Social Networking

Staring Down Google, Facebook Starts Its Own Clique

Back-to-back announcements — first from Facebook and then Bebo — have upped the ante in the social network application development game. Facebook, which launched its Facebook Platform for developers last May, will make its developer platform architecture available to other social networking sites as a model and through licensing deals.

Soon thereafter, Bebo announced the launch of its development platform, which it said was developed using Facebook Platform Standards.

“With Bebo’s implementation of Facebook’s open standards, developers can expand their reach, which will lead to even more application development, and ultimately benefit both Bebo users and Facebook users,” said Adam D’Angelo, chief technology officer for Facebook.

The two announcements come a little more than a month after Google announced its OpenSocial initiative, which would introduce a common set of standards to enable third-party software developers to create applications for member social networks. Several social networking sites, including Google’s Orkut, LinkedIn, hi5, Friendster, Plaxon, Ning and MySpace, signed up to take part in OpenSocial.

Bebo Apps

Bebo’s Open Application Platform allows third-party developers to create applications and integrate them into the Bebo site for use by its 40 million users. More than 40 developers have partnered with Bebo, which launched in 2005, to create applications ranging from music and movies to game-play and photo-sharing, the company said.

The British social networking site has also teamed with several major brands including the NBA, The Gap and Yahoo, which have already developed, or committed to developing, applications for the site.

At a launch event held in San Francisco, Birch reportedly said creating an application platform had long been planned. The launch of the Facebook Platform altered Bebo’s plans a bit because the company no longer saw a need to build an entirely new platform, which could launch the equivalent of a format war.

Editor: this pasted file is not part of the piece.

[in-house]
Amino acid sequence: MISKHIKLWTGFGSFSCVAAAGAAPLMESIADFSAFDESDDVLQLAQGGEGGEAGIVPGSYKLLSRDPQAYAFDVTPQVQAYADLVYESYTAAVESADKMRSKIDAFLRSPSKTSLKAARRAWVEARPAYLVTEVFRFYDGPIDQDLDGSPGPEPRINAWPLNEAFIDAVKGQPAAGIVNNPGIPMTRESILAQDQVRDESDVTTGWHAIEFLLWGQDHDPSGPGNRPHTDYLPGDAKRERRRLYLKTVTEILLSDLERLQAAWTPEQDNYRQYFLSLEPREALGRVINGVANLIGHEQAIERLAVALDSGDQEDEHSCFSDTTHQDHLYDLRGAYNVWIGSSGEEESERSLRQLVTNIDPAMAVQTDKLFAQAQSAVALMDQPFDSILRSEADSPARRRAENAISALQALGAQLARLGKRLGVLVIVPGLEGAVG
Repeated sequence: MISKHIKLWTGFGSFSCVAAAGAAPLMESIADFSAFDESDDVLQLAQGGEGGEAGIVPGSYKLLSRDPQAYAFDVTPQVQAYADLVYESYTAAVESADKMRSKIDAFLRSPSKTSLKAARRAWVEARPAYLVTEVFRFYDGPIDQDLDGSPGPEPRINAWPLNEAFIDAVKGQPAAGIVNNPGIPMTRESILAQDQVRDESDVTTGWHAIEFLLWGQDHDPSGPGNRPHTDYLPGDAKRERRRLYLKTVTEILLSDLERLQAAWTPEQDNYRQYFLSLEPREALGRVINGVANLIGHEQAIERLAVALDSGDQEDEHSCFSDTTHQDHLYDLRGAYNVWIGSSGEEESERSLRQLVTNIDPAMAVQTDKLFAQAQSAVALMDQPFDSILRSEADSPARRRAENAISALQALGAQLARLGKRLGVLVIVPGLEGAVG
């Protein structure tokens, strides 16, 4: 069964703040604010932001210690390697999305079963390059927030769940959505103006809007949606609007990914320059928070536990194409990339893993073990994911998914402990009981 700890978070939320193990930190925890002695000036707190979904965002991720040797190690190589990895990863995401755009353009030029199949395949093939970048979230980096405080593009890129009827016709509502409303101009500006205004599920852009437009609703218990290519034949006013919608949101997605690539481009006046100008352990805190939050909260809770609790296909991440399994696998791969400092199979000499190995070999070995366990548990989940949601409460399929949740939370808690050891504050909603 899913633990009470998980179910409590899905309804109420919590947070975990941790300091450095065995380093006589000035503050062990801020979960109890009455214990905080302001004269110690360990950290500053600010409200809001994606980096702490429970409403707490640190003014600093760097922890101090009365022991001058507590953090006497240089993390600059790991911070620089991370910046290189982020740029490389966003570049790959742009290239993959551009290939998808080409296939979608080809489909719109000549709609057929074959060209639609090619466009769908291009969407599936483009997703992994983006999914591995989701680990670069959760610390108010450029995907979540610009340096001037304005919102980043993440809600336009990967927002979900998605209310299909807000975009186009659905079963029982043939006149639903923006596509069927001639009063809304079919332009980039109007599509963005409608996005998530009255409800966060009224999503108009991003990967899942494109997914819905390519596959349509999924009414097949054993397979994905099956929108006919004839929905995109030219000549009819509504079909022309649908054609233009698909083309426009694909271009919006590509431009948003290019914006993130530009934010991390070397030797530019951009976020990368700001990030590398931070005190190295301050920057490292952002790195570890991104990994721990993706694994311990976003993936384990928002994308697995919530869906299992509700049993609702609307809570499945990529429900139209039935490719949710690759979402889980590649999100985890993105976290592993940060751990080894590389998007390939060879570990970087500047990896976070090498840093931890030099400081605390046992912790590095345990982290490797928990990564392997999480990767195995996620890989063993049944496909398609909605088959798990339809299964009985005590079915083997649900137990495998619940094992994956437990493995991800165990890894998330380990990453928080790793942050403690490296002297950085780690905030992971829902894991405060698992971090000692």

Instead, Bebo opted to use APIs (application programming interfaces) and markup language compatible with Facebook’s platform.

Hedging its bets a bit, Bebo also joined Google’s OpenSocial.

Not So Social

Google’s move to create an open standard for third-party application development could be viewed as a response to Facebook’s refusal to open its platform to competing social networks. It was also the search engine giant’s attempt to slow Facebook’s momentum, which ranks No. 2 among social networks. Google’s Orkut comes in a distant sixth.

The decision from Facebook to open the platform — with its 100,000 developers currently building applications — could put a kink in Google’s OpenSocial plans, compromising the ultimate viability of OpenSocial by making Facebook Platform the standard, said Greg Sterling, principal analyst at Sterling Market Intelligence.

“[Opening up its platform is] competitive versus Google, certainly. And in that regard, it’s quite shrewd,” he told TechNewsWorld. “It’s both a smart and a shrewd move for Facebook to open its platform to other sites, and it may, as a practical matter, stunt the growth potential of OpenSocial accordingly.”

Stymieing Google’s plans may not be a done deal for Facebook, however, said Andrew Frank, a Gartner analyst.

“Although Facebook has made clear it will open its platform, licensing terms are not defined in the announcement, which will be important in assessing how competitive this is with OpenSocial,” he told TechNewsWorld.

Competing Parties

Licensing aside, Google and its partners will continue to move ahead with the launch of OpenSocial, and social networks unwilling to license the Facebook Platform can still use it as a model for their own platform. Competition between the two standards is both a plus and a minus, Frank noted.

“There’s clearly a benefit in having competition spur the development of social platforms. The downside for developers will be fragmentation of standards and compatibility issues if competition overtakes developer community interests,” he added.

Developers should expect social networks to adopt both standards, Sterling and Frank agreed.

“[Other social networks will also support both platforms] probably. But [Facebook’s] platform is already a success, while OpenSocial is still embryonic,” Sterling stated.

“It depends on how important third-party developer support is to their business model,” Frank pointed out, adding, “I’d be very surprised if Bebo was the only social network to try [the Facebook Platform].

“Facebook’s platform architecture is in many ways much more of a heavyweight proposition than OpenSocial, in that it includes things like code to implement Facebook markup language tags (FMBL), as opposed to a relatively simple set of APIs to follow. This will result in different approaches and applications for both initiatives,” he concluded.

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